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Ruby Dee’s legacy of acting, activism

For Ruby Dee, acting and activism weren’t contradictory things. They were inseparable, and they were intertwined.

Exclusive interview marks Dallas’ civil rights struggle

The date was May 4, 1952. The room was filled with a virtual list of who’s who of attorneys that would later be known as civil rights heroes.

Obama: Civil Rights Movement opened door for me

With civil rights legends Andrew Young, John Lewis, Julian Bond and Jesse Jackson looking on, President Barack Obama on Thursday credited the Civil Rights Movement and landmark legislation signed by President Lyndon B. Johnson in the 1960s for paving the ...

Bill Clinton says voter ID laws undermine civil rights progress

Former President Bill Clinton praised President Lyndon B. Johnson for signing the 1964 Civil Rights Act and the 1965 Voting Rights Act into law, but said the progress that stemmed from those landmark measures are being undermined by Republican-led efforts ...

Jimmy Carter: My life was shaped by ‘Black culture’

AUSTIN – Although he grew up in a rural farming community in Georgia during an era of rigid racial segregation in the 1920s and 1930s, former President Jimmy Carter said his life was shaped at an early age by “Black ...

Bush says education achievement gap is ‘scandalous’

AUSTIN, Texas – Former President George W. Bush said the education achievement gap – up to four years at some grade-levels – is a “nation scandal” that deserves immediate action.

John Lewis: When we were ‘Colored’

“Blood on the leaves and blood at the root. Black bodies swinging in the Southern breeze. Strange fruit hanging from the poplar trees,” a choir soloist sang Billie Holiday’s Strange Fruit during the 11 a.m. service at St. Luke “Community” ...

Giddings, standing tall in a male-dominated world

In celebration of the accomplishments of African American women during Women’s History Month in March, the African American Museum in Dallas is hosting a lecture series of distinguished Black women who have made a significant contribution to society through their ...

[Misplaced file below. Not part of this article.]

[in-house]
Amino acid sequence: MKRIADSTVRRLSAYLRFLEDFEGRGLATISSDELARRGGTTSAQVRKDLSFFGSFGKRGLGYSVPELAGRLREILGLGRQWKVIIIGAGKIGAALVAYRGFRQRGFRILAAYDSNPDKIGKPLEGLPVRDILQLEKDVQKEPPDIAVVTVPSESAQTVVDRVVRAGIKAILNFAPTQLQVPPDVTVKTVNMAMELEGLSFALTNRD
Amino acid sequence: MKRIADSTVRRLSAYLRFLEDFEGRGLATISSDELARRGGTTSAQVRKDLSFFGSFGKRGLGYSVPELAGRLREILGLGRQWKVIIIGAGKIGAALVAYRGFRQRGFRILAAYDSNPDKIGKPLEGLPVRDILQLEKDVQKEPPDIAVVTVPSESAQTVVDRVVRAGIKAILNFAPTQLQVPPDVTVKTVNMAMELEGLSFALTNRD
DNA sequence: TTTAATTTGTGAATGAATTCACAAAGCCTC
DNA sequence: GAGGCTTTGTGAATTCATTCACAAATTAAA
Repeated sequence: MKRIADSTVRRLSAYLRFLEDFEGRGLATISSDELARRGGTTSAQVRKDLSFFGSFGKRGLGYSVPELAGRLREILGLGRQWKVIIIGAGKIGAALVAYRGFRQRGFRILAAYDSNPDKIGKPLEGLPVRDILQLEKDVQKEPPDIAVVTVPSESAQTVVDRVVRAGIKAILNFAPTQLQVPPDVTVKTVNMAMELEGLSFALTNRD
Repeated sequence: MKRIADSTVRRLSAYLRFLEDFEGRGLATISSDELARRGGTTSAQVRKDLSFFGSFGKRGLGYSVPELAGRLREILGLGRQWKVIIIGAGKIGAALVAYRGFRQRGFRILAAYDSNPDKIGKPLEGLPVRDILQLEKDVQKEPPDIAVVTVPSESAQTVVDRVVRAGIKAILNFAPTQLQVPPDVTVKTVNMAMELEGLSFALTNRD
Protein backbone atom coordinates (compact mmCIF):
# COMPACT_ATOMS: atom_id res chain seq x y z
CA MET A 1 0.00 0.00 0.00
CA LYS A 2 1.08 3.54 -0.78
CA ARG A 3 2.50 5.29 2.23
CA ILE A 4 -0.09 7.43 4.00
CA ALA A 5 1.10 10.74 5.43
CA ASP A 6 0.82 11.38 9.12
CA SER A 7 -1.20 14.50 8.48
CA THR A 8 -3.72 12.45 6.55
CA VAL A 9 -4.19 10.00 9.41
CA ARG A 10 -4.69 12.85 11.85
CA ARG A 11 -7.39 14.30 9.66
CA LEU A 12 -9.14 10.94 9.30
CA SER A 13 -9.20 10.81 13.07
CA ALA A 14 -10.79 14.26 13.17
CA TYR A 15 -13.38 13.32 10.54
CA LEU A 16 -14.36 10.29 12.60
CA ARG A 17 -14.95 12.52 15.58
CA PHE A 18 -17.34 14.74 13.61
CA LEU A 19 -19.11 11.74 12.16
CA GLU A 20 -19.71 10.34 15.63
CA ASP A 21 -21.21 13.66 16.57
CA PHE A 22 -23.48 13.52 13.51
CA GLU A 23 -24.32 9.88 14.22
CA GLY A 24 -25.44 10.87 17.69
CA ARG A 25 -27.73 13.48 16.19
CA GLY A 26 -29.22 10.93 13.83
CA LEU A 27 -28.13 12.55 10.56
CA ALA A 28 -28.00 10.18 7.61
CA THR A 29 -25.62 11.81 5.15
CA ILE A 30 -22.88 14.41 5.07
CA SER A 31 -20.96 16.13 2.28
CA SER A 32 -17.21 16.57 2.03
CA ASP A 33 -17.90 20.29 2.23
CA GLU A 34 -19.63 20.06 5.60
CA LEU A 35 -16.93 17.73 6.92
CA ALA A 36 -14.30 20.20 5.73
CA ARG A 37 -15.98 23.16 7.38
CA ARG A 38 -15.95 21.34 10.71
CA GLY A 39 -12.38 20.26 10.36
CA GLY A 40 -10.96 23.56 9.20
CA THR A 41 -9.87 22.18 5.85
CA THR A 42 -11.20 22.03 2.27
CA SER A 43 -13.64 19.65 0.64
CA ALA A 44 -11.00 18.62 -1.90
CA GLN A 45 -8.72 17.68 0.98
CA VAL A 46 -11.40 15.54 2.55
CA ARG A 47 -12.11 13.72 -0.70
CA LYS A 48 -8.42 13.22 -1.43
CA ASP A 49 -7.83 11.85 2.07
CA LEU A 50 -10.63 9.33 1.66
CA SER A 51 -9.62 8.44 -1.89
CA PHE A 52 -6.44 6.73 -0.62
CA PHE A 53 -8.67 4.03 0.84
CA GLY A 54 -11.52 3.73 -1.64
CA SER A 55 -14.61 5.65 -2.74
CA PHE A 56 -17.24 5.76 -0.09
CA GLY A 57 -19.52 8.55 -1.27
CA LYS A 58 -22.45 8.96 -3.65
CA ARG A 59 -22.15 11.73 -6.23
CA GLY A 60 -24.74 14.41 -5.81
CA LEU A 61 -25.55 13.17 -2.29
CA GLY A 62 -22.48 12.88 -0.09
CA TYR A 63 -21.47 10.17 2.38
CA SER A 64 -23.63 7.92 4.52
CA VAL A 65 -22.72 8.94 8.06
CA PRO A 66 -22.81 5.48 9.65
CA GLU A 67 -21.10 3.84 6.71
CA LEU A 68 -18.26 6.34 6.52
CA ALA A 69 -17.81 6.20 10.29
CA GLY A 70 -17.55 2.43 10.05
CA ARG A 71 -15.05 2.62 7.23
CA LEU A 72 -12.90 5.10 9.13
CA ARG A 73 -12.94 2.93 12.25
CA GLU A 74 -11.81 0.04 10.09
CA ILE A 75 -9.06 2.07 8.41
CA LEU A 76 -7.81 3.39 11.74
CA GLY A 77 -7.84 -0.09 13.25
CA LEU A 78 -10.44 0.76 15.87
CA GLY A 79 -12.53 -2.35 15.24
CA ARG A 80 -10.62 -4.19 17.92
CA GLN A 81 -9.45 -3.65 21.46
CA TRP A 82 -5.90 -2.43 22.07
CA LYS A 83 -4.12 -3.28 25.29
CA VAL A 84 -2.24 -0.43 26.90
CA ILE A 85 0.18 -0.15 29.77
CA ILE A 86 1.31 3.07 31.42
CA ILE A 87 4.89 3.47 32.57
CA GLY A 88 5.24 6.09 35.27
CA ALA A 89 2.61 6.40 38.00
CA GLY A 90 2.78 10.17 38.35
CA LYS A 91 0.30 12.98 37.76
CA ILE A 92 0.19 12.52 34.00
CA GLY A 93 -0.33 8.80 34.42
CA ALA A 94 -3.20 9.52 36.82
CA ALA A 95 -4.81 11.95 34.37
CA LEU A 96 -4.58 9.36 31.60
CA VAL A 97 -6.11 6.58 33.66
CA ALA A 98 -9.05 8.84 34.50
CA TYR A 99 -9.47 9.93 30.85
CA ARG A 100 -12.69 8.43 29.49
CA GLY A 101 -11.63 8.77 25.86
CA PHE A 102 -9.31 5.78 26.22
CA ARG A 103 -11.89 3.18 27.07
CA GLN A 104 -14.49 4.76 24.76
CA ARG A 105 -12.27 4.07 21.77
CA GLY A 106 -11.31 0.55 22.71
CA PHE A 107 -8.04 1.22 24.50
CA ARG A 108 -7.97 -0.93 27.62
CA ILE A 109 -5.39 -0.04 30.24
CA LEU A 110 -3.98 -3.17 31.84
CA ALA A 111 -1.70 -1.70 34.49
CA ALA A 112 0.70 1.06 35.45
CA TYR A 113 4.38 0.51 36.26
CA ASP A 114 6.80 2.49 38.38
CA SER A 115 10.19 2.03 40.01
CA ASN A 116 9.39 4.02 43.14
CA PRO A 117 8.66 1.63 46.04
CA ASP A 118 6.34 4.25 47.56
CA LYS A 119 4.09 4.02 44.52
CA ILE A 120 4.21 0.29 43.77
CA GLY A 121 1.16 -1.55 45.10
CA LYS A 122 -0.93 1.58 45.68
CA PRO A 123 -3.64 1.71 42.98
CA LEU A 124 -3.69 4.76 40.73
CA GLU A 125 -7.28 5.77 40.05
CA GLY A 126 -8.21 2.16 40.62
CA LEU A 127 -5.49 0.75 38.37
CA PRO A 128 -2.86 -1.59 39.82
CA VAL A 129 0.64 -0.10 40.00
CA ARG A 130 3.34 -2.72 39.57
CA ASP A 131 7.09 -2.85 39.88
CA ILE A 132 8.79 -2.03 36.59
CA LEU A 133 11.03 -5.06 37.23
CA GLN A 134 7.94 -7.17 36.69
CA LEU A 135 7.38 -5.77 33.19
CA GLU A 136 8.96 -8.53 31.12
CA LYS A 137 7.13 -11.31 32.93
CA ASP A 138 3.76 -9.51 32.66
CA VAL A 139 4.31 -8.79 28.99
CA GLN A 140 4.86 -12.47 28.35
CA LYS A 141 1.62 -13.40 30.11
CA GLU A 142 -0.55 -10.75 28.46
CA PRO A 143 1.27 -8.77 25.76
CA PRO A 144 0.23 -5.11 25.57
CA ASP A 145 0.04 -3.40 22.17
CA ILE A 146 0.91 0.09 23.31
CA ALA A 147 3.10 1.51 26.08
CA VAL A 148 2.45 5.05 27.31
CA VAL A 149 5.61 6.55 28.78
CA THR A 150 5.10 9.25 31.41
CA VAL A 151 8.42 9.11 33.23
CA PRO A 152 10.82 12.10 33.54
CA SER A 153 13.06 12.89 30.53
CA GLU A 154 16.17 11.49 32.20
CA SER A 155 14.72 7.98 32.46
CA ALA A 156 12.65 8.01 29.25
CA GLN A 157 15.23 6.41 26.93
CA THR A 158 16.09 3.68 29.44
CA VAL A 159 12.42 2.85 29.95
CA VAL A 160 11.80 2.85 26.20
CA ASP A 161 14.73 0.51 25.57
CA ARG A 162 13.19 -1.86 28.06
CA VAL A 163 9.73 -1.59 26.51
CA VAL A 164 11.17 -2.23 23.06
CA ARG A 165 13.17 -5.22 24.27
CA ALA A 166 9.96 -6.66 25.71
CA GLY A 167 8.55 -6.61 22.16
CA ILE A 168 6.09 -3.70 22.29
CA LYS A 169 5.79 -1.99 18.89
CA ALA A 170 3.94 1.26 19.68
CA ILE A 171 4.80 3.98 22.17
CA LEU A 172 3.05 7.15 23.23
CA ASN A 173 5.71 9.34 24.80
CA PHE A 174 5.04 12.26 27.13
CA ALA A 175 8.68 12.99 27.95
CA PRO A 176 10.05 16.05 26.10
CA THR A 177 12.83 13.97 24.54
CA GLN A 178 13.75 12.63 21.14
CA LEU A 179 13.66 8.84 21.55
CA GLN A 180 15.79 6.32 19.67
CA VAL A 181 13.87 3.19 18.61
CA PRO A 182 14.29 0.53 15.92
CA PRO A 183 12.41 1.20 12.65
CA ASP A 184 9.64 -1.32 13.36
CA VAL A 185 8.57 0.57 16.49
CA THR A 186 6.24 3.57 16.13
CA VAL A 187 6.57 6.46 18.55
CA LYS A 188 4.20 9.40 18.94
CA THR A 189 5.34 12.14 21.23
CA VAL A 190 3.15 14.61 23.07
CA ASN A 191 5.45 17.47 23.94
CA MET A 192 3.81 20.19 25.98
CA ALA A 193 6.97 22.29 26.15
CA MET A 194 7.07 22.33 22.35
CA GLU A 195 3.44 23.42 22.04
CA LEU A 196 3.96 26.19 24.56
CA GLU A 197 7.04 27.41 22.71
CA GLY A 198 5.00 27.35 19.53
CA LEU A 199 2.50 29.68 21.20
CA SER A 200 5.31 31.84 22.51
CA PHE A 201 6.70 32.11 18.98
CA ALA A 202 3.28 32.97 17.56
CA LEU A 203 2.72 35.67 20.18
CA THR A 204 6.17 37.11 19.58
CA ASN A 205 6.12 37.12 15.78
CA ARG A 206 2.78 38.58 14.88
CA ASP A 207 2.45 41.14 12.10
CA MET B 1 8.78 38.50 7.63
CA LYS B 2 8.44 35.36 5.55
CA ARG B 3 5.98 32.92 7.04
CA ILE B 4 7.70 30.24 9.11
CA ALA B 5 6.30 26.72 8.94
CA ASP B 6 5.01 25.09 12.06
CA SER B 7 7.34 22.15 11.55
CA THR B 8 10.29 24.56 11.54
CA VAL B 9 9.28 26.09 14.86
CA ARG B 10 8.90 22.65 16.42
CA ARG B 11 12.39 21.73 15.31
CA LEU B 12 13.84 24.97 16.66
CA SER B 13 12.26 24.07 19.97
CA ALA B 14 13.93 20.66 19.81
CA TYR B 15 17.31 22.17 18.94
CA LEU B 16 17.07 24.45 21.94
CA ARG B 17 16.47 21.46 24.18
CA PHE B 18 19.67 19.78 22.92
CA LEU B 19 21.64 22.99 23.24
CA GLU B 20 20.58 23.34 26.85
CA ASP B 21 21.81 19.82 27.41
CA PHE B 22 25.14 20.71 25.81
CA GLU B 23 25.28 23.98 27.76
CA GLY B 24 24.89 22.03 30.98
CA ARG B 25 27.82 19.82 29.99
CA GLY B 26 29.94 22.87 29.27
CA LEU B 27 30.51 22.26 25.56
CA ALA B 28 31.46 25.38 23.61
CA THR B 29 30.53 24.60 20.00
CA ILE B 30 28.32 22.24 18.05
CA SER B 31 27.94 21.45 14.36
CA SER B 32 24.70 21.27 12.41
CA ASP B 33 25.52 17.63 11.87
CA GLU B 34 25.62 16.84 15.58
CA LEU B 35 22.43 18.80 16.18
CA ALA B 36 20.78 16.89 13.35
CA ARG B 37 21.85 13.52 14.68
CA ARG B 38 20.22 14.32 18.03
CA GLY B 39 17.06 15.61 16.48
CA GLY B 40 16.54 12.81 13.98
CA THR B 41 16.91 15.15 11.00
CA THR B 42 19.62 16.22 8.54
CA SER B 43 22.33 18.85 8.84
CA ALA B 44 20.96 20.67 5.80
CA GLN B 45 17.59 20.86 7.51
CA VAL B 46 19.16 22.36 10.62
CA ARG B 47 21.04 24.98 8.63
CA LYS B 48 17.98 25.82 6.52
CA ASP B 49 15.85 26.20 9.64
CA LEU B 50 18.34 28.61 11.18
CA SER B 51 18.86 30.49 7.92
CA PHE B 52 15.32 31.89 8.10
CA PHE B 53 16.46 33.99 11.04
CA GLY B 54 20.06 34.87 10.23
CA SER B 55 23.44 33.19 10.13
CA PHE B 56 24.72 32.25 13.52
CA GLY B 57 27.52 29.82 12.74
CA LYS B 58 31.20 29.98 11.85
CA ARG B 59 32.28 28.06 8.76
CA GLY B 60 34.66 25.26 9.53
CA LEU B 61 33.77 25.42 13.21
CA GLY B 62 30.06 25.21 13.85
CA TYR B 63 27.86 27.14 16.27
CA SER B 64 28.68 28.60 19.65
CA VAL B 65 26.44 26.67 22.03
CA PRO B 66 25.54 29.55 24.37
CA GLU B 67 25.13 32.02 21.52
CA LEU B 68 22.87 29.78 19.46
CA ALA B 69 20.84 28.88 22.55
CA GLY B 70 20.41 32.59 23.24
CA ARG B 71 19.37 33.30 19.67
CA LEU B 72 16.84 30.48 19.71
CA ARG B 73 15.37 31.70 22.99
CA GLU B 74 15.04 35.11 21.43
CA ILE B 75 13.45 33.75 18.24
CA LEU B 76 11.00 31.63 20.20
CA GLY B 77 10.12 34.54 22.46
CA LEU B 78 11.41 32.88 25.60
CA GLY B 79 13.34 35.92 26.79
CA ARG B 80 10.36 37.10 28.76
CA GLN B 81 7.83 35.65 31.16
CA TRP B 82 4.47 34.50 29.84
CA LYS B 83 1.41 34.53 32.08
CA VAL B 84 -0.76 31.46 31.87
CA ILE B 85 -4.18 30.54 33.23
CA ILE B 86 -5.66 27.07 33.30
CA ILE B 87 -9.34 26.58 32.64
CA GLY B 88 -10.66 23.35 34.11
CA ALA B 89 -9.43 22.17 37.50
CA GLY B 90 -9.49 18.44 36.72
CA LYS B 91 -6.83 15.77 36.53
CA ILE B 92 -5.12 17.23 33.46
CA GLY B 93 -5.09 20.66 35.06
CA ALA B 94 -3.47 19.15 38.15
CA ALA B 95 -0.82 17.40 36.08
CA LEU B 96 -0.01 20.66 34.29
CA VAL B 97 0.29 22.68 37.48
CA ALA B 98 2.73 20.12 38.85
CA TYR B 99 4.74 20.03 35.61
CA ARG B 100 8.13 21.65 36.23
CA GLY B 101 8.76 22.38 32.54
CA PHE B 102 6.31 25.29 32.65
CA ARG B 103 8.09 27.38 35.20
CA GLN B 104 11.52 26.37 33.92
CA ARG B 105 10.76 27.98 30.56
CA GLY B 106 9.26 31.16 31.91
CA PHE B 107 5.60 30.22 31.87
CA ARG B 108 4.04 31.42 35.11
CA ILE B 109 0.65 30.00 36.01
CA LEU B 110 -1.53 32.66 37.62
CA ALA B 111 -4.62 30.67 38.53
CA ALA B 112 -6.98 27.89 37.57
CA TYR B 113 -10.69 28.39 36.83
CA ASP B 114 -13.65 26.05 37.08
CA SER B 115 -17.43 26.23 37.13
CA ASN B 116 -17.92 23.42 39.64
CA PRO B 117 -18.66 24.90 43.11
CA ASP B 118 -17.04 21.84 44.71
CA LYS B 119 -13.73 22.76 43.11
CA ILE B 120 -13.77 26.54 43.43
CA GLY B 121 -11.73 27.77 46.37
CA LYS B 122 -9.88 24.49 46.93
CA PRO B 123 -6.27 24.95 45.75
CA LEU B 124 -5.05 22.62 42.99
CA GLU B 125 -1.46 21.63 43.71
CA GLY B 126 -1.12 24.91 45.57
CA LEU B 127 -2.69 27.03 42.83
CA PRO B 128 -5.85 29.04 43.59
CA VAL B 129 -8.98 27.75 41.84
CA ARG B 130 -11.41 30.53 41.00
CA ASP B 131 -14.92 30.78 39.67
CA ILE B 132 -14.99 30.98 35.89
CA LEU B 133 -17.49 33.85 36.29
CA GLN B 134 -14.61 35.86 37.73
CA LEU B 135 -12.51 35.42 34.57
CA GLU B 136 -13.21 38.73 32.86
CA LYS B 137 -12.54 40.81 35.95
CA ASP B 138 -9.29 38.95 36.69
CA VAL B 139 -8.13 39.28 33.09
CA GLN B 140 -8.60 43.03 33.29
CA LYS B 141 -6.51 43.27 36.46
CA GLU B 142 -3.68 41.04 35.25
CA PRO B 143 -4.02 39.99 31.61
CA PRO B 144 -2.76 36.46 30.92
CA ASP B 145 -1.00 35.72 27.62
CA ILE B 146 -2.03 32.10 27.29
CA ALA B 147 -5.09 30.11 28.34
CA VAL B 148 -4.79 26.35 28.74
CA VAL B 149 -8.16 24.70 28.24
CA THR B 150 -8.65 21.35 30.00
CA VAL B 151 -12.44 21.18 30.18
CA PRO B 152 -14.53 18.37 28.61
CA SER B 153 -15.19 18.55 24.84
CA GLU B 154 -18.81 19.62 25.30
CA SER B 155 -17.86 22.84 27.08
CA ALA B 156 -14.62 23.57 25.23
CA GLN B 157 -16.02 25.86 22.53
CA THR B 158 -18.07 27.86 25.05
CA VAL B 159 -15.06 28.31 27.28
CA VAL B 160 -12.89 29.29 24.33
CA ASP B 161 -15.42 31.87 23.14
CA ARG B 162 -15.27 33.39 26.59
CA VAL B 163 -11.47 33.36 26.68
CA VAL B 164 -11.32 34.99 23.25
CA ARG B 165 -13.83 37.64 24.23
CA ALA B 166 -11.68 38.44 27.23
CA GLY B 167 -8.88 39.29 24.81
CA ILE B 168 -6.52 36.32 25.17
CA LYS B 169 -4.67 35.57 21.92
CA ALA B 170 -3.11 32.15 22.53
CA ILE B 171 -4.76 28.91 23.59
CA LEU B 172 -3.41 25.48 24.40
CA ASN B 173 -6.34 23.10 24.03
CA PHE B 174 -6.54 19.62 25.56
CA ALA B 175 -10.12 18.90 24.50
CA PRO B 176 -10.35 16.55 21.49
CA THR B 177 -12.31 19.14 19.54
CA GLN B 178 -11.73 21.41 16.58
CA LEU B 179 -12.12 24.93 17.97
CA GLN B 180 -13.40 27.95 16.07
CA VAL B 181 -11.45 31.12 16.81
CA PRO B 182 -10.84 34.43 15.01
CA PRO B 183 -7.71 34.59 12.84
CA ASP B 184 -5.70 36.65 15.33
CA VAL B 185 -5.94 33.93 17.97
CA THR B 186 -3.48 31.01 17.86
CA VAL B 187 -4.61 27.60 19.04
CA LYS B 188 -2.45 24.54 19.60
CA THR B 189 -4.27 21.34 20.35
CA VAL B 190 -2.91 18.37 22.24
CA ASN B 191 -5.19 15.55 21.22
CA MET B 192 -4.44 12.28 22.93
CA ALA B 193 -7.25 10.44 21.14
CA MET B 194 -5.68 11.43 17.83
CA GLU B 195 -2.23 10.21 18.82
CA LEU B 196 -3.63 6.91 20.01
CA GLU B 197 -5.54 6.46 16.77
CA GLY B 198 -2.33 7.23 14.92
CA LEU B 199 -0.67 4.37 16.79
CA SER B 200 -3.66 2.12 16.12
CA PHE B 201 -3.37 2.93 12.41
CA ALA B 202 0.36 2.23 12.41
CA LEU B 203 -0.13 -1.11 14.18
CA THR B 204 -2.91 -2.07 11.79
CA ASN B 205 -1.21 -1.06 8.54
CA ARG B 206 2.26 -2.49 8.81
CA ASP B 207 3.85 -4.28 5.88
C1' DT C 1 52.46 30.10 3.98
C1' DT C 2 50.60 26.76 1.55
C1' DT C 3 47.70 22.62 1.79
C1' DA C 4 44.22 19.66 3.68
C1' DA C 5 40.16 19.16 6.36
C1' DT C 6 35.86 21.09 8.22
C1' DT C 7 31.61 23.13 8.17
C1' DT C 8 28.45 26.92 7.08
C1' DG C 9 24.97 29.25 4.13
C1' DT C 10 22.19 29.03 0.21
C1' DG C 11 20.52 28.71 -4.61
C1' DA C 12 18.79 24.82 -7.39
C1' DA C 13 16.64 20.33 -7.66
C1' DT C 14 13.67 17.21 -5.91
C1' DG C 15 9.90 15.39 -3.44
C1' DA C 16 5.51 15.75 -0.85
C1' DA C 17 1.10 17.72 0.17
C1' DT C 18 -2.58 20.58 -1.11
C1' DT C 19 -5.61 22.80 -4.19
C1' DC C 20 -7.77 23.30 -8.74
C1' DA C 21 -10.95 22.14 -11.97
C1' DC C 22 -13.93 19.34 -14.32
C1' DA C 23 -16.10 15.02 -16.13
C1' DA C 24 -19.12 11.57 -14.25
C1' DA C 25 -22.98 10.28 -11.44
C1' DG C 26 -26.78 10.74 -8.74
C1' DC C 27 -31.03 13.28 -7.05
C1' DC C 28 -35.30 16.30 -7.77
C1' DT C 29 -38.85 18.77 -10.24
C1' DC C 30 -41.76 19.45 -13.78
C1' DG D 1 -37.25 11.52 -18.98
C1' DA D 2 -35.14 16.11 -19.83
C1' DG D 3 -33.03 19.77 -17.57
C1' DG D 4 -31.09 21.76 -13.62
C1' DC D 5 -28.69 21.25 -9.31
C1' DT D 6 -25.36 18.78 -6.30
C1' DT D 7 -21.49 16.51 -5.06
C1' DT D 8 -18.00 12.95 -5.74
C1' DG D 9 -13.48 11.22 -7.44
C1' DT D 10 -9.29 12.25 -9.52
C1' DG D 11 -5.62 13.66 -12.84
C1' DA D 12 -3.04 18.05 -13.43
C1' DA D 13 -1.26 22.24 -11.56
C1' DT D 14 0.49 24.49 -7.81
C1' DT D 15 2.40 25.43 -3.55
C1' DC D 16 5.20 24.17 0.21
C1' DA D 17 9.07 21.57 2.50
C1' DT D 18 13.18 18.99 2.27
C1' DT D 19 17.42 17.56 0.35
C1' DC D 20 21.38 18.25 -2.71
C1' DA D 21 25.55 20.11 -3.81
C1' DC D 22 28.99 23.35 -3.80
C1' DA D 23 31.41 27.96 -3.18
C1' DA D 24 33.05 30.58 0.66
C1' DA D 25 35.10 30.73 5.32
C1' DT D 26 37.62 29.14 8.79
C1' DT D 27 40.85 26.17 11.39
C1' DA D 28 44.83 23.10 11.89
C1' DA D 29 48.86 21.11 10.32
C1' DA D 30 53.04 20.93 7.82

The woman who helped to shape Texas’ capital

African American history is riddled with stories of unsung heroes across Texas – men and women who knew that the rewards of the struggle for civil rights would outweigh the consequences of their defiance.

Our Civil Rights in Reflection

The Arthello Beck Gallery, located inside the South Dallas Cultural Center at 3400 S. Fitzhugh Ave., recently wrapped its latest exhibition, “It’s My Right: A Community Reflection on the 50th Anniversary of the 1964 Civil Rights Act.”

A conversation with Dr. Zan Holmes Jr.

“I remember being a high school student in Fort Worth, Texas, in 1968 when Dr. Zan Holmes was first elected to the Texas Legislature.

MLK Museum: Dallas’ newest African American museum

“People were not allowed to sit at the counters and be served their food at times,” said Ann Erving, as she read aloud from Child of the Civil Rights Movement to visiting preschool children.

Soaring Above Racism

“Either we must attain freedom for the whole world or there will be no world left for any of us.” – Walter F. White, executive secretary of the NAACP

The Father of Black History

In the fall of 1870, a handful of students made their way through the northwest quadrant of the nation’s capital, and through the doors of D.C.’s “Preparatory High School for Colored Youth,” the country’s first public high school for African ...

Lest We Forget

In May 2013, people from all around the country, from various walks of life, traveled to Harlingen, Texas, to witness the unveiling of an important part of their history and the history of Texas.

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